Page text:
St. John took his name Climacus or “ladder” from his book, The Ladder of Divine Ascent. The reader who climbed The Ladder ascended thirty steps to holiness. According to St. John, the goal was to reach a state of apatheia or passive disinterestedness in earthly life so as to anticipate the wonders of heaven.
Each step communicated some practical insight into Christian living that twenty-first-century readers will still find beneficial. Consider, for example, the tenth step on avoiding slander and judging others:
Slander is the offspring of hatred, a subtle yet crass disease, a leech escaping notice, wasting and draining away the lifeblood of love. I have rebuked slanderers, and in self-defense these evildoers claimed to be acting out of love. My answer was, “If, as you insist, you love that person, then don’t make a mockery of him, but pray for him in secret, for this is the kind of love that is acceptable to the Lord.”
Do not allow human respect to get in your way when you hear someone slandering his neighbor. Instead, say: “Brother, stop it! I do worse things every day, so how can I criticize him?” You accomplish two things when you say this. You heal yourself and you heal your neighbor with the one bandage. Do not make judgments, and you will travel no quicker road to the forgiveness of your sins. “Do not judge, and you will not be judged” (Luke 6:37 NJB). If a man commits a sin before you at the very moment of his death, pass no judgment because God’s judgment is hidden from us. Men have sinned greatly in the open but have done greater good deeds in secret.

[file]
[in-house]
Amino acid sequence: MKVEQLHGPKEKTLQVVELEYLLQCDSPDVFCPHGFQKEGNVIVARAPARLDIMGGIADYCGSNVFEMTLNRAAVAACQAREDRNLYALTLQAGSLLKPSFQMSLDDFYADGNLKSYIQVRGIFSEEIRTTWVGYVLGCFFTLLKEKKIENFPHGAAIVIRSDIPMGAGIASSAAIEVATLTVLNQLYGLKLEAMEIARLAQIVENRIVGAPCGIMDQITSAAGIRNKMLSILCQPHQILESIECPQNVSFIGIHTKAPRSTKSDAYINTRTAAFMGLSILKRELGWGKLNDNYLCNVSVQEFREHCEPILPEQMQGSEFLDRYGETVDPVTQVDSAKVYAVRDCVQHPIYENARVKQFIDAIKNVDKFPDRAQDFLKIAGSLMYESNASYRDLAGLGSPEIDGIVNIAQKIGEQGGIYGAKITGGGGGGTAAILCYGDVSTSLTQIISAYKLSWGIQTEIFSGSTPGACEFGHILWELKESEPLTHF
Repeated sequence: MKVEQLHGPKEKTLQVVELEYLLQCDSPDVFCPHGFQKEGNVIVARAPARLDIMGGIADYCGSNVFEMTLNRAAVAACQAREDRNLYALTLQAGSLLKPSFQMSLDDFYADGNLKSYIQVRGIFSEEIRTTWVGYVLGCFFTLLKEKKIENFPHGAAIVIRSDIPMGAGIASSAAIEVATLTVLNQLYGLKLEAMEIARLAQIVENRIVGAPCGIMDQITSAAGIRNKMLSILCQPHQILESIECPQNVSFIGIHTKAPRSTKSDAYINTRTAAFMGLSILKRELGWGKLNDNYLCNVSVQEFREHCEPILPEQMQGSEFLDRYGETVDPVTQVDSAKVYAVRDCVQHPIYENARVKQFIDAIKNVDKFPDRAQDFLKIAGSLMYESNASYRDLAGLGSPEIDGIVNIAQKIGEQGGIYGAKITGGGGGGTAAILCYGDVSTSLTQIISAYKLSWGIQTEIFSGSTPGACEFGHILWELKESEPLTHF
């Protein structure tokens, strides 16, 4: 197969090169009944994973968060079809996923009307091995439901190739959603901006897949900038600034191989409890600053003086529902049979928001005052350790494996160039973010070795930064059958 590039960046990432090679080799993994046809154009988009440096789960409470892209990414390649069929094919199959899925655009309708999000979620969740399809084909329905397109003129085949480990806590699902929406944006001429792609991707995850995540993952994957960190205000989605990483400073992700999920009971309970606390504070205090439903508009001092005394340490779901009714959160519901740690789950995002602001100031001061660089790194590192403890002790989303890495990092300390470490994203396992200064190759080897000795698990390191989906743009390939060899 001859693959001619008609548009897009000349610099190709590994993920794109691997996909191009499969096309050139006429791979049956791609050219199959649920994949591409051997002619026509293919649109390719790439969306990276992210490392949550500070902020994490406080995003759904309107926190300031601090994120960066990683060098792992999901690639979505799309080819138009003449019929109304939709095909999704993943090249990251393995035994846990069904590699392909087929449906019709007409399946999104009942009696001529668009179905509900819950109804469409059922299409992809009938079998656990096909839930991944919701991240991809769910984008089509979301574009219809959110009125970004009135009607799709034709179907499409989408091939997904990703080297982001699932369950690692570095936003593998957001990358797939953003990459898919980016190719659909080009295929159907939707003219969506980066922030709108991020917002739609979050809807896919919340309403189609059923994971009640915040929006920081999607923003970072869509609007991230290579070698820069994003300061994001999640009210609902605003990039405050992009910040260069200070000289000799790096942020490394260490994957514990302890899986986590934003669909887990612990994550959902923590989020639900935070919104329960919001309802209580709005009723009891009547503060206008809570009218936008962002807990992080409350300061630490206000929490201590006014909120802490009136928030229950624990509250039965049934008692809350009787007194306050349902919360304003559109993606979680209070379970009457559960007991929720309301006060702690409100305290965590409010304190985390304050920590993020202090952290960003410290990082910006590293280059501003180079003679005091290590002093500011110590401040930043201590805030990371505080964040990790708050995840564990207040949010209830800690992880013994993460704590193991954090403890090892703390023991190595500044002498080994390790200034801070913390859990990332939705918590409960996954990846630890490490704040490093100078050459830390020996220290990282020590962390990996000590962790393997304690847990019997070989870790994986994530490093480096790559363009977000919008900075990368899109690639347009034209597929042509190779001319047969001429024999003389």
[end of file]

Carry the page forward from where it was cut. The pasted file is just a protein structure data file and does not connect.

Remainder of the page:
A native of Palestine and possibly a disciple of St. Gregory Nazianzen, at sixteen, John entered a monastery in the Palestinian desert. After four years of training in a community, he lived forty years as a hermit. Like other desert fathers, he broke his near-total solitude only on Saturdays and Sundays to worship with other hermits and counsel his followers.
Early in his monastic career John decided that as a mark of submision to God he would receive all criticism as true. Once, for example, some monks reproached him for wasting time in idle conversation. So to correct what he regarded as a serious fault, for a year John observed absolute silence. Only when his disciples insisted that they needed his spiritual teaching did the saint start speaking again.
When John was seventy he was elected abbot of the monastery at Mount Sinai. That was an appropriate choice, for many monks saw John as a Moses who had received Christian commandments from God and recorded them in his Ladder. After four years in office, John retired to his cell and died there around 649 at eighty years of age.